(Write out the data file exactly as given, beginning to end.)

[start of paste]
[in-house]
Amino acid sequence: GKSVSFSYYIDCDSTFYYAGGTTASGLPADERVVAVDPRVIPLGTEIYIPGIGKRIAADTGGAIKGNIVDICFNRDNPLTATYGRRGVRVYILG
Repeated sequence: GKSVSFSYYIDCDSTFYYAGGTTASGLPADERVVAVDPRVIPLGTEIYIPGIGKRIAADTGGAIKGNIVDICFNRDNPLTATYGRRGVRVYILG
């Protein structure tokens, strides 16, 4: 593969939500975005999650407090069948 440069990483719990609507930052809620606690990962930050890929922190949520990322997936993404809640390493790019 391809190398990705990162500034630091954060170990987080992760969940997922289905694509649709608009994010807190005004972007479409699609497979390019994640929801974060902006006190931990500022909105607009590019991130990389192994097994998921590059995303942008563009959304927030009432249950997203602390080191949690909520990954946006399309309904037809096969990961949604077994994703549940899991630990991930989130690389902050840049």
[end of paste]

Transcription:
[in-house]
Amino acid sequence: GKSVSFSYYIDCDSTFYYAGGTTASGLPADERVVAVDPRVIPLGTEIYIPGIGKRIAADTGGAIKGNIVDICFNRDNPLTATYGRRGVRVYILG
Repeated sequence: GKSVSFSYYIDCDSTFYYAGGTTASGLPADERVVAVDPRVIPLGTEIYIPGIGKRIAADTGGAIKGNIVDICFNRDNPLTATYGRRGVRVYILG
């Protein structure tokens, strides 16, 4: 593969939500975005999650407090069948 440069990483719990609507930052809620606690990962930050890929922190949520990322997936993404809640390493790019 391809190398990705990162500034630091954060170990987080992760969940997922289905694509649709608009994010807190005004972007479409699609497979390019994640929801974060902006006190931990500022909105607009590019991130990389192994097994998921590059995303942008563009959304927030009432249950997203602390080191949690909520990954946006399309309904037809096969990961949604077994994703549940899991630990991930989130690389902050840049």